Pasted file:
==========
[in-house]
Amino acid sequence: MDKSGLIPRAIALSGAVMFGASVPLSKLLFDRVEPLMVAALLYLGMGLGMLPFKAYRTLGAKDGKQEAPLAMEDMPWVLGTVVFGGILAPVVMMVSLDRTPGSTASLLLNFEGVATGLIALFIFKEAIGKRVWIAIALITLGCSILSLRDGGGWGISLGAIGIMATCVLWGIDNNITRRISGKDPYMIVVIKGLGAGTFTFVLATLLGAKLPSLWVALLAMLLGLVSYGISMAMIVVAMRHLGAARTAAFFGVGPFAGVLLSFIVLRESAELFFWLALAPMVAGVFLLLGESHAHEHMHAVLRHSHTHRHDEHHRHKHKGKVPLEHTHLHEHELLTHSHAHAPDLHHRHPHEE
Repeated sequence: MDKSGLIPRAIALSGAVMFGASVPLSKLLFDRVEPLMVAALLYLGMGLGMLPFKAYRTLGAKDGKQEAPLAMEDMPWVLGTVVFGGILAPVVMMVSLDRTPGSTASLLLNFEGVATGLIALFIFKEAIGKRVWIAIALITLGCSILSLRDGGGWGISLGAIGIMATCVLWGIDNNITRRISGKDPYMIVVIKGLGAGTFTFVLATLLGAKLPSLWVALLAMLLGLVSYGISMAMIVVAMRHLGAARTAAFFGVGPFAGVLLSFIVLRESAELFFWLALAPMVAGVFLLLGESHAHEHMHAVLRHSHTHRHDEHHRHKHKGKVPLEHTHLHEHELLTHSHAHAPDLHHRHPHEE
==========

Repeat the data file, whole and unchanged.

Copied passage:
[in-house]
Amino acid sequence: MDKSGLIPRAIALSGAVMFGASVPLSKLLFDRVEPLMVAALLYLGMGLGMLPFKAYRTLGAKDGKQEAPLAMEDMPWVLGTVVFGGILAPVVMMVSLDRTPGSTASLLLNFEGVATGLIALFIFKEAIGKRVWIAIALITLGCSILSLRDGGGWGISLGAIGIMATCVLWGIDNNITRRISGKDPYMIVVIKGLGAGTFTFVLATLLGAKLPSLWVALLAMLLGLVSYGISMAMIVVAMRHLGAARTAAFFGVGPFAGVLLSFIVLRESAELFFWLALAPMVAGVFLLLGESHAHEHMHAVLRHSHTHRHDEHHRHKHKGKVPLEHTHLHEHELLTHSHAHAPDLHHRHPHEE
Repeated sequence: MDKSGLIPRAIALSGAVMFGASVPLSKLLFDRVEPLMVAALLYLGMGLGMLPFKAYRTLGAKDGKQEAPLAMEDMPWVLGTVVFGGILAPVVMMVSLDRTPGSTASLLLNFEGVATGLIALFIFKEAIGKRVWIAIALITLGCSILSLRDGGGWGISLGAIGIMATCVLWGIDNNITRRISGKDPYMIVVIKGLGAGTFTFVLATLLGAKLPSLWVALLAMLLGLVSYGISMAMIVVAMRHLGAARTAAFFGVGPFAGVLLSFIVLRESAELFFWLALAPMVAGVFLLLGESHAHEHMHAVLRHSHTHRHDEHHRHKHKGKVPLEHTHLHEHELLTHSHAHAPDLHHRHPHEE